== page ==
Relieving the burden on Stonewall somewhat, Hammond assigns equal historical significance to another event a year earlier, when Valerie Solanas, sole member of the Society for Cutting Up Men, shot (but failed to kill) Andy Warhol. Solanas, a lesbian artist (who may not have been playing with a full deck), accused Warhol, a gay artist (who may not have been playing with a full deck), of stealing her ideas and reneging on a promise to produce her play "Up Your Ass." Thus Hammond makes two points: The impulse to make lesbian art is not separable from the impulse to come out and live as lesbian; and lesbian art has always been obliged, at least in part, to define itself against the "male-dominated art world, where gay men retain their male privilege."

Differences between male and female gay artists, their work and their relative success still persist, reflecting a fundamental uneasiness in the "family" of gay men and lesbians. (Hammond touches on these male-female distinctions in her history; I could have used more on this, but then I'm a gay man -- and her goal was a focused lesbian, not loosely gay, telling.) She recalls the first "gay" exhibitions, in the mid-1970s: "Most of the work being exhibited by gay men in those pre-AIDS times was erotic, in worship of the perfect male body, and without much political consciousness. Most of the work by lesbians was in keeping with the politically correct lesbian feminist position of not representing or objectifying women's bodies and downplaying any sexuality." This shying from sex and the body was meant to deflect "the male gaze," which had always determined and consumed images of women in Western art, and had been titillated by depictions of women going at it with one another.

By the 1980s, although some feminist theorists were backing themselves into no-exit positions -- like the one that reduces pornography to violence against women -- lesbian artists were busy remembering the body. "The contemporary project for lesbians," Hammond says in this context, "has been to free ourselves from this [male] gaze and reconfigure the terms of lesbian erotic representation." Two phenomena of that decade, the AIDS epidemic (to which many lesbians, and lesbian artists, responded with a fierceness of commitment I fear gay men will never reciprocate) and a right-wing attack on the arts in general and sexualized art in particular, provoked articulation of the notion of the queer. Queer is a label that transcends homosexual, gay and lesbian (and even straight) to embrace, politicize and validate multiple sexualities and gender differences -- the more and the quirkier, the better. (Hammond's discussion of the emergence and meaning of the queer idea is masterful and concise.)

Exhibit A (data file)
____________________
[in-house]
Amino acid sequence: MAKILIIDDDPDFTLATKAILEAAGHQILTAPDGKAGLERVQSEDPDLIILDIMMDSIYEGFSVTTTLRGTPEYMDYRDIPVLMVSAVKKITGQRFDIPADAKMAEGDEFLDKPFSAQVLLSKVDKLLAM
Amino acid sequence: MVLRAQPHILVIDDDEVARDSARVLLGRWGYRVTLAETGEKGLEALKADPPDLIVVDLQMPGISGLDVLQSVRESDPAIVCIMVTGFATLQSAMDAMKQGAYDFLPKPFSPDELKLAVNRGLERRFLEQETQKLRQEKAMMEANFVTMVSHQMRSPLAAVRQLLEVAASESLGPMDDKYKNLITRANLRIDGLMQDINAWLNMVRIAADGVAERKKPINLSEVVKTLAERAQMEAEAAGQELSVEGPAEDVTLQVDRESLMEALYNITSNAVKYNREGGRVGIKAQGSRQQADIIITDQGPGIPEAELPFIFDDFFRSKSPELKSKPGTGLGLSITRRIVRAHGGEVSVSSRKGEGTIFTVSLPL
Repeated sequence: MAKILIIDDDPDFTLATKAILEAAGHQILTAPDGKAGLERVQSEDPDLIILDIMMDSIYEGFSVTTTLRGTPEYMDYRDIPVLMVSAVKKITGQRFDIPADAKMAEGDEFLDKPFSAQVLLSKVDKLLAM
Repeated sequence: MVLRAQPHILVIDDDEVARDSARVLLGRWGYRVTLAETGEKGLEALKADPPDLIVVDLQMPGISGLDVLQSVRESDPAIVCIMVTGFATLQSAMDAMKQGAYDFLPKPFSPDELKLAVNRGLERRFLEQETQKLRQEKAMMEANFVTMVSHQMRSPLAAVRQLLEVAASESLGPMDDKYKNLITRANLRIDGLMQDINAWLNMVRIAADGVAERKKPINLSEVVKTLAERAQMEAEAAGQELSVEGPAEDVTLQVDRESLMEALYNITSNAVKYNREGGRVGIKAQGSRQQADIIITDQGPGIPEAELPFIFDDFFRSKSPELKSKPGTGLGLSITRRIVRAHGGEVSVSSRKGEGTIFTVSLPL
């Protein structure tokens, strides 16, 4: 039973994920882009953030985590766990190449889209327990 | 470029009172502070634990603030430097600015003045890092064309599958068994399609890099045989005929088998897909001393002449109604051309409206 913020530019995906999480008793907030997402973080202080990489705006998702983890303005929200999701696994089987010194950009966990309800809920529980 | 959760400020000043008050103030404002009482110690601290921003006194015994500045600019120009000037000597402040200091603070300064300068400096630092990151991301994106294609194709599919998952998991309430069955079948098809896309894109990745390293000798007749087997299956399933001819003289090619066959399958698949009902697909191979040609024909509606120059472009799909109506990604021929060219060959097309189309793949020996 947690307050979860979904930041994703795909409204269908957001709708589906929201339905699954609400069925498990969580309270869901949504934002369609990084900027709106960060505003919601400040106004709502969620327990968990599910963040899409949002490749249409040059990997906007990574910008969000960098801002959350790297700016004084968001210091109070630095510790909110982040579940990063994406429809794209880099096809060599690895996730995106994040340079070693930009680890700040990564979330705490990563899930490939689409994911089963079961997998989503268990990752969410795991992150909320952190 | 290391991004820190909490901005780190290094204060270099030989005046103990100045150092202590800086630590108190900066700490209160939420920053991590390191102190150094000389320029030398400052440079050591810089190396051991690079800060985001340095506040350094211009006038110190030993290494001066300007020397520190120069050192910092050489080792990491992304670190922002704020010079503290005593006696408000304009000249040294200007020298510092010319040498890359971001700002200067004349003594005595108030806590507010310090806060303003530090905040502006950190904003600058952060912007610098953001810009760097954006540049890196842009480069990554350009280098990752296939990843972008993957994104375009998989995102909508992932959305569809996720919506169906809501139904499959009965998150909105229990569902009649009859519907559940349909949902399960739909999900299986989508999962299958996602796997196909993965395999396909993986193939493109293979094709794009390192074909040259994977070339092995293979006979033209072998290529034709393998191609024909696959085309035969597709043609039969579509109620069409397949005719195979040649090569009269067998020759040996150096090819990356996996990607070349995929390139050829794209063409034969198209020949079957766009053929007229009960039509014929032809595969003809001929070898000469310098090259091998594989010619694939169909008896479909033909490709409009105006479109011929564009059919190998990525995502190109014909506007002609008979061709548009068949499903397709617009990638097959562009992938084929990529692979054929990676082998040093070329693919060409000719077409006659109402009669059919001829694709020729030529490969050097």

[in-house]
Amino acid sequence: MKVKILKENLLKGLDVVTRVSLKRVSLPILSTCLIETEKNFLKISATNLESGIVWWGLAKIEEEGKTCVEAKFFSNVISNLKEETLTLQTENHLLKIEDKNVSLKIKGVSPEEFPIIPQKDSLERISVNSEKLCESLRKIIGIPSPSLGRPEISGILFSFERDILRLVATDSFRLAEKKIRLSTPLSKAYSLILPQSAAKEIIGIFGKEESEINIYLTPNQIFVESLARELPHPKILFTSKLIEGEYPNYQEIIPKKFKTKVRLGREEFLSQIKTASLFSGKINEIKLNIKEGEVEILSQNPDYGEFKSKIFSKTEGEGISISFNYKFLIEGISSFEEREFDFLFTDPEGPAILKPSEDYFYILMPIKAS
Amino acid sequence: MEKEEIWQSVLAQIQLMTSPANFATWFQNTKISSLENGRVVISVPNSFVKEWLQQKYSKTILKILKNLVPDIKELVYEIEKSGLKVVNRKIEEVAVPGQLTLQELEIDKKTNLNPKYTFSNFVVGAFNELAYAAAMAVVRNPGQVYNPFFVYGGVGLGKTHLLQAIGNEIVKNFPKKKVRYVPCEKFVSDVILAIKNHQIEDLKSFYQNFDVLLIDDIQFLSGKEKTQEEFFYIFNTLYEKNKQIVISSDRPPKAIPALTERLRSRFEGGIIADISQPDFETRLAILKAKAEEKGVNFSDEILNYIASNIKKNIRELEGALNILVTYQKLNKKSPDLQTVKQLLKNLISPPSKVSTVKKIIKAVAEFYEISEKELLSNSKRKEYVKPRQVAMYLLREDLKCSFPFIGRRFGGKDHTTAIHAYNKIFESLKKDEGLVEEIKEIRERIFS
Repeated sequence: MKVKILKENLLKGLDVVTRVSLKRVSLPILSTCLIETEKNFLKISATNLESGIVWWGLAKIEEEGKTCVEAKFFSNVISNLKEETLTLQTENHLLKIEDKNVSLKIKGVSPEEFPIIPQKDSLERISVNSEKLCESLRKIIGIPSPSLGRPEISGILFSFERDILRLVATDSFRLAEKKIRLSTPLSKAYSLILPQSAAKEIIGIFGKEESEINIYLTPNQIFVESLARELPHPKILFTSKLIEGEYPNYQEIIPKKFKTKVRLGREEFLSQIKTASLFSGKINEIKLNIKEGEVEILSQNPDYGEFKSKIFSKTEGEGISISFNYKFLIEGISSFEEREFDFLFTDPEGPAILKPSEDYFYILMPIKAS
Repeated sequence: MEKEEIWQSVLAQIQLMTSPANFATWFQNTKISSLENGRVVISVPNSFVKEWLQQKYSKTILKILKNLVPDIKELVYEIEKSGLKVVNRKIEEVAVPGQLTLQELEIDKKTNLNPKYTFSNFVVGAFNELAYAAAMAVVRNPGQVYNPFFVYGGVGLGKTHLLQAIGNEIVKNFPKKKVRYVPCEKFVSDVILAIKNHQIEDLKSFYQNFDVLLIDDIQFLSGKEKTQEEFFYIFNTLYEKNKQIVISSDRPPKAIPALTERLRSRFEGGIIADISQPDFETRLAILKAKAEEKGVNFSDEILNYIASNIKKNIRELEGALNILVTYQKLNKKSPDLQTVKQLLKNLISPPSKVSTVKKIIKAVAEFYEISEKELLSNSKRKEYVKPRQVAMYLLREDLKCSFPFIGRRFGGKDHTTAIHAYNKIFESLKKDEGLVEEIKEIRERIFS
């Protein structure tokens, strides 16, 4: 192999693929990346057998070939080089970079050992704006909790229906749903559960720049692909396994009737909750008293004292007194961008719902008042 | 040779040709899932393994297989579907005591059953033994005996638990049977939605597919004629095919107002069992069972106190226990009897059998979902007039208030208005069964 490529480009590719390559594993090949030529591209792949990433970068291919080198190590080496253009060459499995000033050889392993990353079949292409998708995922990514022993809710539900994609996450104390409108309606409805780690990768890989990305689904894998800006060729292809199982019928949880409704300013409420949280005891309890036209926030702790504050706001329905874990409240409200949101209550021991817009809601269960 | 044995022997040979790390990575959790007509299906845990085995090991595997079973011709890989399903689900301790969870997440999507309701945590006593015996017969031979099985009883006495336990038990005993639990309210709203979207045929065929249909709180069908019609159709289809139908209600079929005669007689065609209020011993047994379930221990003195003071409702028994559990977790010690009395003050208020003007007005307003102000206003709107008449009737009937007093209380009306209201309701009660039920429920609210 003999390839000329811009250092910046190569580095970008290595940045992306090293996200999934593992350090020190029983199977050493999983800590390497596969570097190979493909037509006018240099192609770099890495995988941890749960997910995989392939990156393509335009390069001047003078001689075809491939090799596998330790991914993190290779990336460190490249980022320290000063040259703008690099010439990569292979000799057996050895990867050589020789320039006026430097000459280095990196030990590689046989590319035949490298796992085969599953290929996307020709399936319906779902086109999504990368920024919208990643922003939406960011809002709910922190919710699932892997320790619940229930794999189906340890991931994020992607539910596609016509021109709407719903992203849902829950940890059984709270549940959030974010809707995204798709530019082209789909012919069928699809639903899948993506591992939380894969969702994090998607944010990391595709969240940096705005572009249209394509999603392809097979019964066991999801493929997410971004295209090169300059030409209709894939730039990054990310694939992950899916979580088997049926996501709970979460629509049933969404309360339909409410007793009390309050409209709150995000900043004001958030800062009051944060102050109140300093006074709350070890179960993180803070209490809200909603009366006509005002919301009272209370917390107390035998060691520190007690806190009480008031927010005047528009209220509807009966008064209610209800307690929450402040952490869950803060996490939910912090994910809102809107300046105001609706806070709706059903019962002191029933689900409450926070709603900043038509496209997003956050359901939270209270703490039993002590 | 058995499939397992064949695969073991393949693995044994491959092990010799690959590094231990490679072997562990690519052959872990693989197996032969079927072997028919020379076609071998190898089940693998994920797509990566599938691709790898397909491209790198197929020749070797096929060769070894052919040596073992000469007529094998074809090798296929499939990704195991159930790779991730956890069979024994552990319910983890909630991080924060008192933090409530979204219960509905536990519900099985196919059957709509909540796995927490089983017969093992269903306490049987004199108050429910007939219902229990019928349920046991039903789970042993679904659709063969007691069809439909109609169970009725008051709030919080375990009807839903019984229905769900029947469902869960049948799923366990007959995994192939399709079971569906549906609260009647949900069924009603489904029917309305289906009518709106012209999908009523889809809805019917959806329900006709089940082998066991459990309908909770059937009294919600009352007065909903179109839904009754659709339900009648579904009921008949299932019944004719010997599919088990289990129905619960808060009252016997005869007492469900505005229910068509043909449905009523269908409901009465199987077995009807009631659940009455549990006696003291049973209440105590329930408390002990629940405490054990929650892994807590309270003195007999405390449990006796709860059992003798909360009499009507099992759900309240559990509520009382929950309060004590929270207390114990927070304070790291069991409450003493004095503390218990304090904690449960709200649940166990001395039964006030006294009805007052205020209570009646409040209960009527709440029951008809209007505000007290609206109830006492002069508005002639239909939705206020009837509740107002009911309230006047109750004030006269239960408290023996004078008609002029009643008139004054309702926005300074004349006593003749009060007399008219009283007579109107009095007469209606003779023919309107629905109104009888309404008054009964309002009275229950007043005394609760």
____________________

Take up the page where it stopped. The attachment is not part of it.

By the turn of the century, thus freed, "the lesbian artist is going where she wants, when she wants, how she wants, and is taking perverse pleasure in doing so," Hammond writes. "The change from twenty-five years ago is that the new crop of young [artists] are aware of this ongoing problem [of the male gaze], but do not really give a damn. Instead, they assume different gazes and just make their work, no matter who is looking."

Gaze on this, mofo: my pussy, my piercings, my sculpture of two mounds bristling with pins. Much of the imagery has a purposeful edginess: This is me with one breast, post-surgery; this is (me as) a quivering hole on the beach; this is me and my mother without shirts on. A great many lesbian artists have chosen to work in photography, which lends itself so well to direct presentation. But even pictures that are funny are frightening, too -- like Nicole Eisenman's cartoony "Betty Gets It," of two women (the Flintstones' Betty and Wilma?) having sex, the butch (well, the one inserting a finger) wearing an angry grimace, the other a look of caught-in-the-headlights fear; or G.B. Jones' Tom of Finland-esque image from the "Tattoo Girls" series, in which one muscular dyke is cutting into the chest of another.

Call me a (gay) man, call me squeamish about women's bodies, but the works that I found to have a more lasting effect tend toward the abstract: Lula Mae Blocton's untitled painting from a still-life model of woven acetate ribbons -- veiled, layered, softly transparent and enigmatic. And Carrie Yamaoka's "The Well of Loneliness," in which a page of text from the Radclyffe Hall novel is manipulated and blurred so that just one line -- "Her hair was quite short" -- can be read. And Susan Silton's "Self-Portrait #9," a self-induced mutation created by purposely moving her body while scanning an image of her face.

To all those tangled questions -- Is there a lesbian art? etc. -- Hammond seems to answer, "Yes, no and all of the above." She correctly sees her task in this groundbreaking book as preparing the field; if there are final answers to be had, she and others can get around to them later. But we do get a clue to her feelings from what she says about her own art: "For me the painting skin, that edge where art and life literally meet, always relates to the gendered body as site. To layer strokes of paint is to ... build on the body. To caress. To incise into the painting surface is to cut into the body."

By Jonathan Lerner

Jonathan Lerner lives in Atlanta. He is the author of the novel "Caught in a Still Place" and the oral history "Voices from Wounded Knee."